Suriname’s Most Popular Novel Headlines Dutch Film Festival


Cynthia Mcleod’s historical novel Hoe Duur was de Suiker [The Cost of Sugar] will be published in English before the film version premieres at the annual Dutch Film Festival, which starts on Wednesday, September 25, 2013, in the City Theater of Utrecht, the Netherlands.

As the movie from Cynthia Mcleod’s gripping historical novel “Hoe Duur was de Suiker” heads into cinemas this month, London based e-publishing house HopeRoad has announced that it will soon put out the English version of one of Suriname’s most read books. “We acquired the e-book rights in 2011. From the moment I read the book I fell in love with it and we are delighted to have now acquired the print edition,” said HopeRoad Commissioning Editor Rosemarie Hudson.

Hudson characterized the book as an engrossing account of eighteenth century Suriname at the time when the country was ruled by the Dutch. “The hypocrisies behind the veneer of a respectable colonial life are revealed through the eyes of two Jewish step sisters, Elza and Sarith, descendants of the settlers of New Jerusalem of the River, known today as Joden Savanne. The pampered Sarith fails to come to grips with the hardship of plantation life up the Suriname River, while her body slave Mini Mini finds her own chance at love. In the book the planters’ existences become intertwined with the fate of the plantations as the slaves decide to fight against the violent repression they have endured for too long…,” she said.

The (Dutch edition of the) book sold 50,000 copies and has also been produced as a theater play. Hoe Duur was de Suiker has also been produced as a six CD audio book, narrated by jazz singer Denise Jannah. Following her debut, McLeod, the daughter of the late Johan Ferrier, Suriname’s last Governor and first President, went on to publish a series of other historical novels.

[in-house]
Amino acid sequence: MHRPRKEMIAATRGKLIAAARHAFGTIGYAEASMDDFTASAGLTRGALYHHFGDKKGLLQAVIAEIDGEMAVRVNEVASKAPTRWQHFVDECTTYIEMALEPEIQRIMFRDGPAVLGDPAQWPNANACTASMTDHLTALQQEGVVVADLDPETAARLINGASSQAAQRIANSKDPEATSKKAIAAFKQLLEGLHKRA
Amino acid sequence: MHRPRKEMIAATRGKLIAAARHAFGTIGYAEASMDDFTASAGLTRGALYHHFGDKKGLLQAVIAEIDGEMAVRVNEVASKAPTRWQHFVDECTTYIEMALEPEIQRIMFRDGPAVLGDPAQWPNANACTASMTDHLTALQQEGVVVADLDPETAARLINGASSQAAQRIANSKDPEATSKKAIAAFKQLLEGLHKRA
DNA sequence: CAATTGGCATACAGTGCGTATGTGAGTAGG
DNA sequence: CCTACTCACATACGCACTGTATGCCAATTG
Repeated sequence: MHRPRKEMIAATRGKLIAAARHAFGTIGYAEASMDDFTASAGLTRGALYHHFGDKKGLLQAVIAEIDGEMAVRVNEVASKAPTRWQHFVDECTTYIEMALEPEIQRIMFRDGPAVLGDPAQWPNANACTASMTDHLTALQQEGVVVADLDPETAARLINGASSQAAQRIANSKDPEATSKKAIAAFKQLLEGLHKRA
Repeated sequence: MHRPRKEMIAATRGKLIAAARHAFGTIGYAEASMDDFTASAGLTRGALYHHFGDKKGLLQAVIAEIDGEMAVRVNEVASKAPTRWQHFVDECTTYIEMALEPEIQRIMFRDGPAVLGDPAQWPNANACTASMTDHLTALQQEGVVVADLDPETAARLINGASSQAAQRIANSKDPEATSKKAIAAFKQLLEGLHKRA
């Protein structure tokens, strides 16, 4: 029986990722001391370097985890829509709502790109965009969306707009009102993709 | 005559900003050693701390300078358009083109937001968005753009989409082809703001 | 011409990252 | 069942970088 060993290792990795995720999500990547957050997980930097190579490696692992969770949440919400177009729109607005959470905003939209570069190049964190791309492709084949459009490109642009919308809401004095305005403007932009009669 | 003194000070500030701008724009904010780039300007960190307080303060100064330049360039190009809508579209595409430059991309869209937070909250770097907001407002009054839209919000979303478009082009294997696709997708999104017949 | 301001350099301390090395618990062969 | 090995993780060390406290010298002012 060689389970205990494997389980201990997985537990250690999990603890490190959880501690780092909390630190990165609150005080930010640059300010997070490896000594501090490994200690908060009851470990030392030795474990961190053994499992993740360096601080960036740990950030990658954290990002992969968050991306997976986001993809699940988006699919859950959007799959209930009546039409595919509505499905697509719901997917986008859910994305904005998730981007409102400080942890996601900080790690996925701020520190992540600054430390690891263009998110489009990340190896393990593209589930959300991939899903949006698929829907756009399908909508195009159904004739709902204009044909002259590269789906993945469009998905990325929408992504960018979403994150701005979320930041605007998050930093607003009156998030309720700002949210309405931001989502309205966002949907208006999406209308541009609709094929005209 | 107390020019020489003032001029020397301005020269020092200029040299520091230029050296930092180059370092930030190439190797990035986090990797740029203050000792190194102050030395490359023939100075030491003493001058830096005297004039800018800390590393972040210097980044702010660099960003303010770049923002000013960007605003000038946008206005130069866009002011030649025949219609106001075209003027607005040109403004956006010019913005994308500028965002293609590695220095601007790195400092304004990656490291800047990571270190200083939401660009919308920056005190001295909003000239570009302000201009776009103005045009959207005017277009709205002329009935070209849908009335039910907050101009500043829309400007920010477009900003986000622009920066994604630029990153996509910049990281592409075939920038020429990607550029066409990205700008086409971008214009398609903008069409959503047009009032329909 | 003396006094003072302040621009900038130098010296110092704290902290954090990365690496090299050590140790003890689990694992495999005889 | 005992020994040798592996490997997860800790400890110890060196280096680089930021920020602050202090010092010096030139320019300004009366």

Expectations are now high for the Dutch language movie that will open the annual Dutch Film Festival, which starts on Wednesday September 25th in the City Theater of Utrecht. Its trailer is already going viral online. The movie, starring Yootha Wong-Loi-Sing as Mini-Mini and Gaite Jansen as Sarith comes as Suriname –and other former colonies of the Netherlands- mark the 150th anniversary of the abolition of slavery this year. It is not clear when the movie will be shown in Suriname.

McLeod was excited that her book was turned into a movie that will take the reality of slavery to a world platform. “It is flattering and rewarding to me of course, but what I am most proud of is that the book has helped to make people think about slavery, and talk to each other about it,” she said at the presentation of the film in Amsterdam last week. “History books give a cold perspective of history. And they are usually written from one certain point of view.” HopeRoad Publishing Editor Rosemarie Hudson agreed. “Beyond the stories of the people and places, the unseen major character (in The Cost of Sugar) is history itself. The book presents a frank exposé of life in a Dutch colony when sugar was king and demanded the consummate allegiance of all – colonists and slaves – regardless of the tragic consequence,” she said.

Launched in 2011, HopeRoad publishes writing from and about Africa, Asia and the Caribbean. “We recently also acquired the English language rights to “Tula The Revolt” by Jeroen Leinders,” Hudson announced. Also turned into a motion picture starring US actor Danny Glover, Tula tells the story of a slave who sets out to improve the position of his fellow slaves on Curacao. “Tula is an unforgettable novel – rich in historical detail and committed to telling a fascinating story about freedom, equality and fraternity,” said Hudson. [. . .]

[Many thanks to Jo Spalburg for bringing this item to our attention.]

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